If you look at it from a purely biblical perspective (smile) then you cannot forgive someone until they repent their actions.
I assume - and know a little from experience - that abusers rarely repent their actions.

gincamparidryvermouth Mon 01-Sep-14 20:08:02

Being sexually attacked is not healthy, nothing healthy can come out of it. But being fucking furious seems a perfectly appropriate response

I think this is a very good way of putting it.

I agree with Petula that advice for others may be more about their comfort than yours.

In no way comparable to the abuse you survived, but I was subjected to a couple of years of very emotionally abusive bullying recently. I am still very angry about it.

I also agree with people who've said that to forgive someone, they have to be sorry. My bully isn't, he blames me.

I think your reaction is utterly reasonable, you feel how you feel and don't let anyone make you feel guilt about that.

Now I just need to take my own advice smile

advice *from others, not for.

AskBasil Mon 01-Sep-14 20:56:43

"I HATE the trite shit that people say about anger ("staying angry is like drinking poison and expecting the other person to die" - oh fucking do one, you pious arsehole)" grin LOL, that made me larf.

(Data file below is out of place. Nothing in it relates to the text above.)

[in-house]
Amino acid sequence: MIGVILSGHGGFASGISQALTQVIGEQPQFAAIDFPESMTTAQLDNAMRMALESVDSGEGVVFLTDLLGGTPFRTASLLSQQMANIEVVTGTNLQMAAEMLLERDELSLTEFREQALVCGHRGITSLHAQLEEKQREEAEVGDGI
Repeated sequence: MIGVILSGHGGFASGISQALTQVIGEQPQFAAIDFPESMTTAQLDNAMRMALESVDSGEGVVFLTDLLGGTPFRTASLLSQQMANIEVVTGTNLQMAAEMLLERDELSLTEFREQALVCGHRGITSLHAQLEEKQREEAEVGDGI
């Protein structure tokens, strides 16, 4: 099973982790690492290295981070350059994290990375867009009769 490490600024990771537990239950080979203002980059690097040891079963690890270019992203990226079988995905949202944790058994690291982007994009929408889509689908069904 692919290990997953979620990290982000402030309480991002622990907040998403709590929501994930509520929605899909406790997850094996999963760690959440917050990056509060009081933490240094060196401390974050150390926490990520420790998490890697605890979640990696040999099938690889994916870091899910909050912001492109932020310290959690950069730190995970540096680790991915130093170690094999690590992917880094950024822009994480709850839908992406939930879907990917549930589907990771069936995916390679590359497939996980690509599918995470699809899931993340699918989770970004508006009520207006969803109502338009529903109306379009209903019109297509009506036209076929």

It was reading Susan Forward's Toxic Parents that gave me permission not to forgive. She briskly dismisses the arguments that you HAVE to forgive to move on, find peace, find closure and says you can have a perfectly good life without doing so and you don't need to do so at all and in fact it's meaningless if someone isn't sorry and even if they are, you STILL don't need to forgive because it's not for anyone else to tell you how to live and how to deal with the wrong that people did you.

It's become an article of faith that you have to forgive to find peace and that if you haven't forgiven, then that must mean that you haven't moved on and you're still broken. You have to prove you're fixed by declaring that you've forgiven, everyone can breathe a sigh of relief then.

CKDexterHaven Mon 01-Sep-14 20:57:14

It's a very complex issue and I find it hard to articulate how I feel about it but for me it comes down to it's healthier to live with the truth of things, even if the truth isn't that pleasant. Sometimes this 'forgive and forget' business is part of what perpetuates ongoing abusive relationships, or just women being stuck with someone who is an absolute duffer.

I was in an emotionally and psychologically abusive relationship and one of the things that confused me about the man was most of his ex-partners maintained a civil and friendly relationship with him. I later discovered this was part of his modus operandi and he kept his claws in his ex-girlfriends as friends by appealing to their more noble instincts and their desire not to seem bitter and petty. After we broke up I fell for this for about three months and then thought 'Why the fuck am I devoting any goodwill towards someone with no redeeming qualities?' and cut all ties. If some of his ex-girlfriends had gone round speaking the truth about him and breaking his windows it may have allowed future victims to see him for what he was before they fell for him. It's not about being angry, it's about being truthful.